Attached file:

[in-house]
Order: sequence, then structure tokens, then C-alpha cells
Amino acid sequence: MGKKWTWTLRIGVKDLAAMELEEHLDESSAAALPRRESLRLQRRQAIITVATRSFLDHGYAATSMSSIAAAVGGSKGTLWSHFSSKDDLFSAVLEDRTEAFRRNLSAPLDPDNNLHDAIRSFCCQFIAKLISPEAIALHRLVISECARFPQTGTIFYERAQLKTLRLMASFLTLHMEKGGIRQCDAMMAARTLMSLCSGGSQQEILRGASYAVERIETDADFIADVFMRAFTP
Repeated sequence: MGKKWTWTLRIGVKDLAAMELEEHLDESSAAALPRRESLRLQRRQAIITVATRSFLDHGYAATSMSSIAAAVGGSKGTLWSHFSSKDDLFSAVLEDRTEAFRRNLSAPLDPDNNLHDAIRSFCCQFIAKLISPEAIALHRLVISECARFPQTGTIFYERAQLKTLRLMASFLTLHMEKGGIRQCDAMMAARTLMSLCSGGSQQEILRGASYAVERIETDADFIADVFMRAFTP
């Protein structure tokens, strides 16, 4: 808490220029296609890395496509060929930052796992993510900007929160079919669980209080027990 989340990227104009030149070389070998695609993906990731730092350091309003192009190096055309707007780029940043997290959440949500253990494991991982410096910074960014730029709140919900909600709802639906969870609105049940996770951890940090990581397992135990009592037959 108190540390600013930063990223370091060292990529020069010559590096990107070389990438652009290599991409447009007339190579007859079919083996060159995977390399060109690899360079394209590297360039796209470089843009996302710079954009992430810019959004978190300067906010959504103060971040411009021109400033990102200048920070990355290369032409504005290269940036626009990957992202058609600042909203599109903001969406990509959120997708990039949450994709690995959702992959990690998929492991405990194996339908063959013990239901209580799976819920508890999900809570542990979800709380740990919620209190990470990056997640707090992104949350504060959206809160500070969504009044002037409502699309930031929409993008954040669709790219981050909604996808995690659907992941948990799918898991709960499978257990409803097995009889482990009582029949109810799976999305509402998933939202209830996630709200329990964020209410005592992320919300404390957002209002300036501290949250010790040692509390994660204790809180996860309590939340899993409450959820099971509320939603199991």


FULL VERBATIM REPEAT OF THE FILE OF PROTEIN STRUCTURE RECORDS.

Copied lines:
[in-house]
Order: sequence, then structure tokens, then C-alpha cells
Amino acid sequence: MGKKWTWTLRIGVKDLAAMELEEHLDESSAAALPRRESLRLQRRQAIITVATRSFLDHGYAATSMSSIAAAVGGSKGTLWSHFSSKDDLFSAVLEDRTEAFRRNLSAPLDPDNNLHDAIRSFCCQFIAKLISPEAIALHRLVISECARFPQTGTIFYERAQLKTLRLMASFLTLHMEKGGIRQCDAMMAARTLMSLCSGGSQQEILRGASYAVERIETDADFIADVFMRAFTP
Repeated sequence: MGKKWTWTLRIGVKDLAAMELEEHLDESSAAALPRRESLRLQRRQAIITVATRSFLDHGYAATSMSSIAAAVGGSKGTLWSHFSSKDDLFSAVLEDRTEAFRRNLSAPLDPDNNLHDAIRSFCCQFIAKLISPEAIALHRLVISECARFPQTGTIFYERAQLKTLRLMASFLTLHMEKGGIRQCDAMMAARTLMSLCSGGSQQEILRGASYAVERIETDADFIADVFMRAFTP
């Protein structure tokens, strides 16, 4: 808490220029296609890395496509060929930052796992993510900007929160079919669980209080027990 989340990227104009030149070389070998695609993906990731730092350091309003192009190096055309707007780029940043997290959440949500253990494991991982410096910074960014730029709140919900909600709802639906969870609105049940996770951890940090990581397992135990009592037959 108190540390600013930063990223370091060292990529020069010559590096990107070389990438652009290599991409447009007339190579007859079919083996060159995977390399060109690899360079394209590297360039796209470089843009996302710079954009992430810019959004978190300067906010959504103060971040411009021109400033990102200048920070990355290369032409504005290269940036626009990957992202058609600042909203599109903001969406990509959120997708990039949450994709690995959702992959990690998929492991405990194996339908063959013990239901209580799976819920508890999900809570542990979800709380740990919620209190990470990056997640707090992104949350504060959206809160500070969504009044002037409502699309930031929409993008954040669709790219981050909604996808995690659907992941948990799918898991709960499978257990409803097995009889482990009582029949109810799976999305509402998933939202209830996630709200329990964020209410005592992320919300404390957002209002300036501290949250010790040692509390994660204790809180996860309590939340899993409450959820099971509320939603199991």